My friend recently found out (quite by accident) that the apartment complex he lived in has stopped their nightly Security Patrol of the grounds due to cost cutting measures. Their apartment is in a pretty safe neighbourhood but recently they had begun to notice strange men in the compound late in the evening and decided to complain to the management, and that is when they found out that the security patrol had been stopped. My friend was indignant that they were not informed about the security patrol. Moreover, he complained to me that the apartment management was simply fattening their profits by removing essential services. It made him angrier still that the apartment complex was spending money to dig up and rebuild a perfectly good pool side.
While I agree with him that the apartment management should have informed the residents about cancelling the Security Patrol, and I personally would prefer the Security Patrol over renovations to the pool, I am not sure his economic reasoning is entirely correct. The apartment management may be cash strapped and unable to pay a recurring amount every month to the Security Agency; however, they may still have funds to perform one time modifications to the pool area. Since the management does not guarantee any security, and the lease states that renters are responsible for their belongings, I am not sure they could be held liable. Besides, other residents may have shown a preference for a better pool area.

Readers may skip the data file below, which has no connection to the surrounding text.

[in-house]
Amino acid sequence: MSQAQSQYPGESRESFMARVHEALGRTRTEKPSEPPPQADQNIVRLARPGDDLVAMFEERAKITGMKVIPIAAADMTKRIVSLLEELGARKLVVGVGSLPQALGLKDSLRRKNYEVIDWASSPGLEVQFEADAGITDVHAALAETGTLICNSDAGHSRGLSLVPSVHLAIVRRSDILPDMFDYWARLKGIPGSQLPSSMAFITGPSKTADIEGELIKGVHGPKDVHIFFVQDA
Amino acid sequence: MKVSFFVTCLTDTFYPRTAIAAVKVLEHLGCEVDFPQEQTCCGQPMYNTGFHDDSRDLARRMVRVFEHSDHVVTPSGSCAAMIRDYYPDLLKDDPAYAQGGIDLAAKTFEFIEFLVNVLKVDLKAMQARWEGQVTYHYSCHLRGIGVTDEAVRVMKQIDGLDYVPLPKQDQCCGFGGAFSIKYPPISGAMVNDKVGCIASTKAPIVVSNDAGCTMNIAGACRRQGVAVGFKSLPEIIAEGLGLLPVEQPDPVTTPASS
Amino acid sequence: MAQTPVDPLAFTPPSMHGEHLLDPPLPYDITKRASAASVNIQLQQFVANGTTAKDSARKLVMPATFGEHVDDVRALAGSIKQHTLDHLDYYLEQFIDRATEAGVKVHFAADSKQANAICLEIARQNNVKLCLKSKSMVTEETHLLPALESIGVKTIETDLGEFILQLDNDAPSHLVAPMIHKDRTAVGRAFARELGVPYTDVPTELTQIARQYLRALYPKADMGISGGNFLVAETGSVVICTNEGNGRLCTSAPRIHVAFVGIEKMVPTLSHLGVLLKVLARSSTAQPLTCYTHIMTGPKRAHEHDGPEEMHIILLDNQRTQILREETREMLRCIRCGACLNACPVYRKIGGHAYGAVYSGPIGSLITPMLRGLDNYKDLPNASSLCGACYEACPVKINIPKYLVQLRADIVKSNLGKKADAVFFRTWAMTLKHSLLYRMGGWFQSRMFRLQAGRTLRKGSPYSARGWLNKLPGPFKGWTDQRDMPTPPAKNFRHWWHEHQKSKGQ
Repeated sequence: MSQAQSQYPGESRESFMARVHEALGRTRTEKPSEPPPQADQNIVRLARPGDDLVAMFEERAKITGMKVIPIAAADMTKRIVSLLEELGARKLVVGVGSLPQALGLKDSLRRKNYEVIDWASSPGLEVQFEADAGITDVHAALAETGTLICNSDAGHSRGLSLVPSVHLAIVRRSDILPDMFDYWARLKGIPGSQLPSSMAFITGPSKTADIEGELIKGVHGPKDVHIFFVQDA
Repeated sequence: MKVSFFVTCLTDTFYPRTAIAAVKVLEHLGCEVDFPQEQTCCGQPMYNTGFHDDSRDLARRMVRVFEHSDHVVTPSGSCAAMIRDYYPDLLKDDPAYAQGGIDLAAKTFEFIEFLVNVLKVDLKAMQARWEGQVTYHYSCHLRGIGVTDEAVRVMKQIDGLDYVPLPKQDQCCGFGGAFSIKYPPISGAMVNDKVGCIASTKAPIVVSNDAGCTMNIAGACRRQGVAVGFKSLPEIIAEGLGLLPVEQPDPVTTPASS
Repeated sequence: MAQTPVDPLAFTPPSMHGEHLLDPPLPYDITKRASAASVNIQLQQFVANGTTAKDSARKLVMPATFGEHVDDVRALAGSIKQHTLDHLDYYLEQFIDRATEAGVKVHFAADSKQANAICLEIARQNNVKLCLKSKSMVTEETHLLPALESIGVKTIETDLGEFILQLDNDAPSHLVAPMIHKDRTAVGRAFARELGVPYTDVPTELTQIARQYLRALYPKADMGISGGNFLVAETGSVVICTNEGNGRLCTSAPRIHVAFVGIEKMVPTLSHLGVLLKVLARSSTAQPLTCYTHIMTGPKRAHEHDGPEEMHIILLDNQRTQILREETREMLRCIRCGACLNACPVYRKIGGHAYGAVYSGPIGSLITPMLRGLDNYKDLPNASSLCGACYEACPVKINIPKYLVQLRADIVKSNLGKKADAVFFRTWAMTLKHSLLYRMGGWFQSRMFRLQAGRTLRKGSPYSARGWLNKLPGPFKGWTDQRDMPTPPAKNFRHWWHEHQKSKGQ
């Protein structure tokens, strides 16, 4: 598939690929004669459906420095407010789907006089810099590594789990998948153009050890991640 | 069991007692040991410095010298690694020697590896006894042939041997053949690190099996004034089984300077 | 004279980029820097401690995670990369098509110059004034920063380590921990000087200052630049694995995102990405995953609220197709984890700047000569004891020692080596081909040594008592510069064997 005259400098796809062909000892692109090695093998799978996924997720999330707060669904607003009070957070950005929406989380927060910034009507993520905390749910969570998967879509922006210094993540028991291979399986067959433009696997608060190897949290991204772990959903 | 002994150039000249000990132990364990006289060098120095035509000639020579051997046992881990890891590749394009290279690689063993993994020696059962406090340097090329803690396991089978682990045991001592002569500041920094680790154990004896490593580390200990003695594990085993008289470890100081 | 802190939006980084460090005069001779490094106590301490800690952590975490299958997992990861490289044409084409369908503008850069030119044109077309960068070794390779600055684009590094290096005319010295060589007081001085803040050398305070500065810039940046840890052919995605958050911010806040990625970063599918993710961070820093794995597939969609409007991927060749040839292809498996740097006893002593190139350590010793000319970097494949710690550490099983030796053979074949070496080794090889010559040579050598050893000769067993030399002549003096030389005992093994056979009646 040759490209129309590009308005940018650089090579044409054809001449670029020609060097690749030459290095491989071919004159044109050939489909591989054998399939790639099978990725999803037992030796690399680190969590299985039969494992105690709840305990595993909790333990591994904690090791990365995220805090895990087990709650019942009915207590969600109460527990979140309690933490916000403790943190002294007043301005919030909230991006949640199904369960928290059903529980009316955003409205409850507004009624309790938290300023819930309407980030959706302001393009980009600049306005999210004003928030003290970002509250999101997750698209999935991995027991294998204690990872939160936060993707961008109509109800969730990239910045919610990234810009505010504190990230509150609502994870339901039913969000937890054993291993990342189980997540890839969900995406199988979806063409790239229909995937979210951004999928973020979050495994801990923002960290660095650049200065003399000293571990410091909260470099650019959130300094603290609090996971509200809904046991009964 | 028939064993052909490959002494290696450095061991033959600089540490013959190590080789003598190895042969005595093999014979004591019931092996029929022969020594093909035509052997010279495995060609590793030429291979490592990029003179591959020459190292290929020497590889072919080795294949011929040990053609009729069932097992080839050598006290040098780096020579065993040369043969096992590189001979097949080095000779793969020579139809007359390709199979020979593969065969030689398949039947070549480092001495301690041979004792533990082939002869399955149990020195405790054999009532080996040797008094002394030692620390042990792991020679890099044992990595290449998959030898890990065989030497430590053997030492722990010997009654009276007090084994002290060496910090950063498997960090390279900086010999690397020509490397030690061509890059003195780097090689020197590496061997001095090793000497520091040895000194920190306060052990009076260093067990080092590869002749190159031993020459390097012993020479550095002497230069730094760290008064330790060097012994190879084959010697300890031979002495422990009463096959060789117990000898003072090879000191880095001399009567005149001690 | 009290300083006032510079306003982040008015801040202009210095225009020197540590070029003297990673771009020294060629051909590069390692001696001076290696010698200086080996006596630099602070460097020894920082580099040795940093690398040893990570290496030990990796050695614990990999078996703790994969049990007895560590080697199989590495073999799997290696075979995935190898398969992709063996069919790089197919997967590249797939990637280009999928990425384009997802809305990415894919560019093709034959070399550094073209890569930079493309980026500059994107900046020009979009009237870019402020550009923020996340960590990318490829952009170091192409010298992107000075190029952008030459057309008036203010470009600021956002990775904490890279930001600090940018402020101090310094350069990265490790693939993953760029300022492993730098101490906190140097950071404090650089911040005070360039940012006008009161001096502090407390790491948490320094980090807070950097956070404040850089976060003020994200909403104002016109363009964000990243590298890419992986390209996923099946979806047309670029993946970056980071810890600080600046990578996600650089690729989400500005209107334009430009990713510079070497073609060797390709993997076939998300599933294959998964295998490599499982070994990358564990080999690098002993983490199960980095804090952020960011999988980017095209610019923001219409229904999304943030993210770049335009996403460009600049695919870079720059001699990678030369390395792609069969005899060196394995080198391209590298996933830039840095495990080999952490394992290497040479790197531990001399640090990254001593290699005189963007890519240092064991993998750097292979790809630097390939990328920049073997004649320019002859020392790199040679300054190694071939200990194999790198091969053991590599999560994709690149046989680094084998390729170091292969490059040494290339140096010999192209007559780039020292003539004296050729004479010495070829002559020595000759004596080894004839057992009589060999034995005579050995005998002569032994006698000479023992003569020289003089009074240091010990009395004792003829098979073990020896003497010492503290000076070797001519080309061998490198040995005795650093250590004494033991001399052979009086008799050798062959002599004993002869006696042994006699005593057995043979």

My friend, nevertheless acted exactly how consumers respond in a market: he put in his notice to vacate and is moving to a gated community. His priorities are security, and he responded to the situation aptly. For him, the opportunity cost of the extra rent he would pay (33% higher than earlier) in the gated community is less than that of not having a security patrol. This is another example of consumers in the market constantly take decisions based on their opportunity costs, only we call it priorities instead of opportunity costs.